: OTT Alliance

Do Good While You Have Fun Outside in Oregon

July 21, 2021

Editor’s note: The Oregon Health Authority strongly recommends that everyone, regardless of vaccination status, wear face coverings in public indoor spaces. It’s also wildfire season — plan ahead and do your part to prevent wildfires.

Often our biggest sense of well-being comes from doing good for others. That’s especially easy to do in Oregon, where you can translate your passion for the forest, the rivers, the shoreline or the mountains into an hour, an afternoon or a weekend of giving back to your public lands. In fact, there’s a buzzword for it — “regenerative travel” — which simply means leaving a place better than you found it while you’re off adventuring. No matter your favorite way to enjoy the outdoors, here are several opportunities across the state that bring plenty of warm and fuzzy rewards and leave Oregon’s communities better at the same time.

A group rafting give high-fives with their paddles
Rafting on a McKenzie Regenerative Travel trip (Photo by Josh Williams / Eugene, Cascades & Coast)

Book an All-Inclusive Restoration Weekend With River Rewards

The workload is for moderate to advanced skill level volunteers only, but the payoff — hot springs, whitewater rafting, mountain biking and lounging at riverside cottages — is a sweet reward. The McKenzie Regenerative Travel project is a series of all-inclusive volun-tourism experiences that kicked off in spring 2021 to address the wildfire damage of the 2020 Holiday Farm Fire. While some McKenzie River area communities were untouched, others were devastated. Staff at the Willamette National Forest are stretched thin, and several recreation sites are in need of maintenance so visitors can return for the world-class rafting, hiking, biking, fishing and boating opportunities the region relies on. Visitors may sign up for two more opportunities in 2021 to trade in sweat equity for a chance to enjoy the community’s food, drink and lodging hospitality. Sign up for the Wilderness Stewardship weekend (Aug. 27-29, 2021), in partnership with Friends of the Central Cascades Wilderness, or the Mountain Bike Trail Work weekend (Sept. 24-26, 2021), in partnership with local mountain bike club Disciples of Dirt.

A person works on a biking trail
Mountain bike trail work (Photo courtesy of the Oregon Timber Trail Alliance)
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Combine Trail Work With a Camping Adventure

Hundreds of bikepackers each year cycle a section of the Oregon Timber Trail, the epic 669-mile backcountry trail stretching from Oregon’s southern border to its northern border and divided into four distinct tiers: Fremont, Willamette, Deschutes and Hood. Parts of the trail were heavily impacted by the 2020 wildfires, and the Oregon Timber Trail Alliance has been hosting work parties throughout 2021 to tackle much-needed restoration work. Sign up to help out at Old Cascade Crest in Idanha (Aug. 7-8, 2021), where volunteers will partner with Alpine Running, the Salem Area Trail Alliance and the Willamette National Forest for trail work — no experience needed. Volunteers will camp overnight, with free coffee and beer provided. There’s no cost to attend but registration is required. Look for more opportunities on the Oregon Timber Trail’s event calendar.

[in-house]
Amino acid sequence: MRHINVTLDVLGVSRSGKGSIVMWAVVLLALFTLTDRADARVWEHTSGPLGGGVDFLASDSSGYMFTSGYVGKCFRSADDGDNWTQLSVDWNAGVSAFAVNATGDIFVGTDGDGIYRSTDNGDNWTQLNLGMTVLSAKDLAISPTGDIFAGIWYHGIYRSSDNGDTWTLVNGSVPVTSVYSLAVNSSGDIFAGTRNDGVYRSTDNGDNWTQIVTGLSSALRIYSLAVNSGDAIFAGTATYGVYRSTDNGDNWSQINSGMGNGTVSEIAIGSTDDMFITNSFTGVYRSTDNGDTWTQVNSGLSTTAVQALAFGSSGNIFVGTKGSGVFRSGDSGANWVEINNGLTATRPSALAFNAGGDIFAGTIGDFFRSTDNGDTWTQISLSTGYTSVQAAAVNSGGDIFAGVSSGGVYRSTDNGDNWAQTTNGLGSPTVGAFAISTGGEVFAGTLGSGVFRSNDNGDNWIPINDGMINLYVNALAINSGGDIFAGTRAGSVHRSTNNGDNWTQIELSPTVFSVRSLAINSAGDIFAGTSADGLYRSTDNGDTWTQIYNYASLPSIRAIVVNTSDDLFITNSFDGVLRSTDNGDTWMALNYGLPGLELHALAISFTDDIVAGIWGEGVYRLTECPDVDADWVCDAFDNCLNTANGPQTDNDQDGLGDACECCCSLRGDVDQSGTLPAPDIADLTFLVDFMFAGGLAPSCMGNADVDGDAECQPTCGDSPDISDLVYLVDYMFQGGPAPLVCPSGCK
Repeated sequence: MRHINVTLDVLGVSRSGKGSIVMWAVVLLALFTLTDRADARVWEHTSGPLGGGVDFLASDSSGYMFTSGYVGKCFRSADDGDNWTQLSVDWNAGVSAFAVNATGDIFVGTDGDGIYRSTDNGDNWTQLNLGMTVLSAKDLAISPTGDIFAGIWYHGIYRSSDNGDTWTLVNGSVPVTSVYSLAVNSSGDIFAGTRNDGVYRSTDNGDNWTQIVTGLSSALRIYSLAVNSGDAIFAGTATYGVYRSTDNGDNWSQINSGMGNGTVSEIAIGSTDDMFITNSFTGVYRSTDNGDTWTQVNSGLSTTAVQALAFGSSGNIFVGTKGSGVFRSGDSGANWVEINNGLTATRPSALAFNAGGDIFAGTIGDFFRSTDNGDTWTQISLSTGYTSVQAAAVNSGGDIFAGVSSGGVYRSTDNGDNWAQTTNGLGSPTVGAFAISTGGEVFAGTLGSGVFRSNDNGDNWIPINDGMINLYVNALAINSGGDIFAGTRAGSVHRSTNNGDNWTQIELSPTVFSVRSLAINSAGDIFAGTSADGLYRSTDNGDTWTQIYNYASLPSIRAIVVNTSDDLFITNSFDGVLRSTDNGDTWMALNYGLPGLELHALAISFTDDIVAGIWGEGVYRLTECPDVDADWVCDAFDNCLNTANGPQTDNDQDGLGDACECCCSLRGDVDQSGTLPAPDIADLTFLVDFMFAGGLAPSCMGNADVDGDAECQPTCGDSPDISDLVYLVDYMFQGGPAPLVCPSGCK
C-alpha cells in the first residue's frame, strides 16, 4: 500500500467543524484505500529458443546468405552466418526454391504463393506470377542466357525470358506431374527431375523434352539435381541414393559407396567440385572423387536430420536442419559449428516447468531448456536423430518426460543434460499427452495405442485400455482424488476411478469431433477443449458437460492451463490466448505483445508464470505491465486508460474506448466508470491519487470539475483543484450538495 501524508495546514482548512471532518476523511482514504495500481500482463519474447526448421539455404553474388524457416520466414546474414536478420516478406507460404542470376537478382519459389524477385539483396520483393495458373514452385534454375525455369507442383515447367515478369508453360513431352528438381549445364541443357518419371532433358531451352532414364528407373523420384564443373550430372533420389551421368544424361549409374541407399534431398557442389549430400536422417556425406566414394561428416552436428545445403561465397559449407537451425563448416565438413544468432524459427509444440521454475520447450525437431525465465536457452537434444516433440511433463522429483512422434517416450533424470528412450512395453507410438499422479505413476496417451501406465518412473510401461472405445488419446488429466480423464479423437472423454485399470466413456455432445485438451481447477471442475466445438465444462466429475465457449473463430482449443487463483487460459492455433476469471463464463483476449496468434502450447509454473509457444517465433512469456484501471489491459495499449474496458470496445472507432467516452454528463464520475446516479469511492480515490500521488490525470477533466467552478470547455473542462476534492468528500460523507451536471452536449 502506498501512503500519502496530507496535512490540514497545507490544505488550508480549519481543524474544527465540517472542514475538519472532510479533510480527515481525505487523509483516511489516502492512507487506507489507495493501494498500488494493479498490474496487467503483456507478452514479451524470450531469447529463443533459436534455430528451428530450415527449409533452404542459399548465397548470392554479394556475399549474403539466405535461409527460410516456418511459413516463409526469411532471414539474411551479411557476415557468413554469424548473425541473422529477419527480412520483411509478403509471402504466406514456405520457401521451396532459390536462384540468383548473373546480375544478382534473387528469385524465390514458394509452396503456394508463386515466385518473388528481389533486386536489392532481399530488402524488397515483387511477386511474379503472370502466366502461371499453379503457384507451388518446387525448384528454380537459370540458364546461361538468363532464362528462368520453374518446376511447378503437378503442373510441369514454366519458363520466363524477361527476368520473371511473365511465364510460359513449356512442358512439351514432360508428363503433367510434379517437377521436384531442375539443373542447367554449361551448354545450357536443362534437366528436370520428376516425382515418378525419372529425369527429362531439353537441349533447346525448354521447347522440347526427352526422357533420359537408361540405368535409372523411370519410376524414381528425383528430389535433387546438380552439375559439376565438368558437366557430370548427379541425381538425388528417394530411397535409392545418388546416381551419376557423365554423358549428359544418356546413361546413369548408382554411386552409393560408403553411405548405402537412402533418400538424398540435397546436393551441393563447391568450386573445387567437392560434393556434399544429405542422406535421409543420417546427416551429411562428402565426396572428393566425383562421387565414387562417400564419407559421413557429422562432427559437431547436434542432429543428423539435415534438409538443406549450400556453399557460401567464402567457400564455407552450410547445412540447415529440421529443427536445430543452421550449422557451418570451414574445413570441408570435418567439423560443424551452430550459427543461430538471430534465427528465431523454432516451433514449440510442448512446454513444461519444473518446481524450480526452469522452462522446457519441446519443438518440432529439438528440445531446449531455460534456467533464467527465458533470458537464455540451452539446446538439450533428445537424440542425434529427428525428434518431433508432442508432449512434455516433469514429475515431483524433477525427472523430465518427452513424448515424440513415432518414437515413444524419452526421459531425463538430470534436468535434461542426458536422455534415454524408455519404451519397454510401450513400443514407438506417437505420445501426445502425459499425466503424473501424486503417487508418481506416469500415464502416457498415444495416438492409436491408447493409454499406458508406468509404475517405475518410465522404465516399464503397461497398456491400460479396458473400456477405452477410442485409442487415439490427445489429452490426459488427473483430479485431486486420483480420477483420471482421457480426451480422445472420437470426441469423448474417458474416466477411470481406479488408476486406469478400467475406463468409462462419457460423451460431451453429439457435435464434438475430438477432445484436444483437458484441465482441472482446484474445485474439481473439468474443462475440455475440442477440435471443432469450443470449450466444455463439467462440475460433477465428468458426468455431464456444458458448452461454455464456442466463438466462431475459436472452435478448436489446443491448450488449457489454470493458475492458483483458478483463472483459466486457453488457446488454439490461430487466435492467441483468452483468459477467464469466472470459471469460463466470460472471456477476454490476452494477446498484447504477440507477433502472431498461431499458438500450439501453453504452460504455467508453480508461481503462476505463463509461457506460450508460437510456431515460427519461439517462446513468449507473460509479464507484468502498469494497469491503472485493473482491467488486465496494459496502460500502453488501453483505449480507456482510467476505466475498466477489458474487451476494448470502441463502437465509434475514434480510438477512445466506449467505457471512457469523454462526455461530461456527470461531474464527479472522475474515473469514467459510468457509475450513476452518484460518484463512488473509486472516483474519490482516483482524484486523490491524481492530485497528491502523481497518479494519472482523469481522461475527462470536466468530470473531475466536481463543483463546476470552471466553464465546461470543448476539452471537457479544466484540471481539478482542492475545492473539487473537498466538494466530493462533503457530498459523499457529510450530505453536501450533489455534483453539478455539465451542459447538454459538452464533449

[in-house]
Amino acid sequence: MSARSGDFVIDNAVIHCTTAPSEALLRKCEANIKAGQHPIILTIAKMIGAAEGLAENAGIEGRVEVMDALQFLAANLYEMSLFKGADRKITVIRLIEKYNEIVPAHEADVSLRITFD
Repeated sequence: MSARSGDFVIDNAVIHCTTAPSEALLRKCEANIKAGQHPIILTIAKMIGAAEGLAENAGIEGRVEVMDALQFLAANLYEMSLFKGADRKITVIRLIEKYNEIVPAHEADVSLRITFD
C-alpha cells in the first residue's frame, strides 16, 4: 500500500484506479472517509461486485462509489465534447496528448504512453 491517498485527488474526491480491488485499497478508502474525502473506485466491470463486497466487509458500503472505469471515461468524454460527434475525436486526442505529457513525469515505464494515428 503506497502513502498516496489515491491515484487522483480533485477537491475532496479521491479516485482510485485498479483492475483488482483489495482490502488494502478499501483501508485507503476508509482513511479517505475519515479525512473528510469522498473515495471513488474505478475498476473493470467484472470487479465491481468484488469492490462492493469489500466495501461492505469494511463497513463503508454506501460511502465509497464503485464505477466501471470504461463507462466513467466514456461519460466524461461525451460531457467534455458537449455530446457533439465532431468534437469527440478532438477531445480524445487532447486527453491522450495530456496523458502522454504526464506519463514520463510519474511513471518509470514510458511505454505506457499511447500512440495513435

Be a Hiking Scout or a Trail Ambassador

If you’ve ever spotted a downed tree, a mud bog or overgrown brush on a hiking trail and wished you could let someone know to fix it, that’s exactly what you’d be doing as a volunteer scout for Trailkeepers of Oregon. Interested volunteers can take a quick online Scout School tutorial about what hazards to look out for and how to report them. Then Trailkeepers will work with their crews of volunteers to get those neglected areas back into shape. If you’re outgoing and have knowledge of trails on the North Coast or Mt. Hood and Columbia River Gorge area, you may be a perfect fit for the Trailkeepers of Oregon Trail Ambassador program. These volunteers engage with visitors directly about safety, ethical use of public lands and Take Care Out There practices, as well as sharing opportunities to engage with local communities. Sign up now for the online training course. 

A purple sea star
Tidepool (Photo by Nickie Bournias)

Keep the Coast Beautiful

Ever find yourself picking up litter on the otherwise pristine shoreline of the Oregon Coast? You can sign up to be part of an organized cleanup through local organizations like Surfrider Foundation and SOLVE, which strive to keep plastic debris out of the ocean for the health of local wildlife and the ecosystem. If you’re interested in teaching others how to care for the coastal environment, consider becoming a Tidepool Ambassador at Cape Falcon or Cape Perpetua. You can also be a volunteer interpreter with the Haystack Rock Awareness Program, educating visitors about the amazing marine and bird life at Cannon Beach’s most iconic destination — no experience necessary. 

Are you a budding citizen scientist? Consider joining CoastWatch, a citizen monitoring program through Oregon Shores Conservation Coalition that engages Oregonians in stewardship over their shoreline. The organization holds free events like the marine debris survey training at Fort Stevens State Park (Aug. 18, 2021) to learn how to collect data that will help evaluate the impacts of marine debris along Oregon’s coastline.

About The
Author

Jen Anderson
Jen Anderson writes and edits Travel Oregon's e-newsletters, annual Visitor Guide and other editorial content. She loves finding the latest places to eat, drink and play around the state with her husband and two young boys. Brewpubs, beaches and bike trails top the list.

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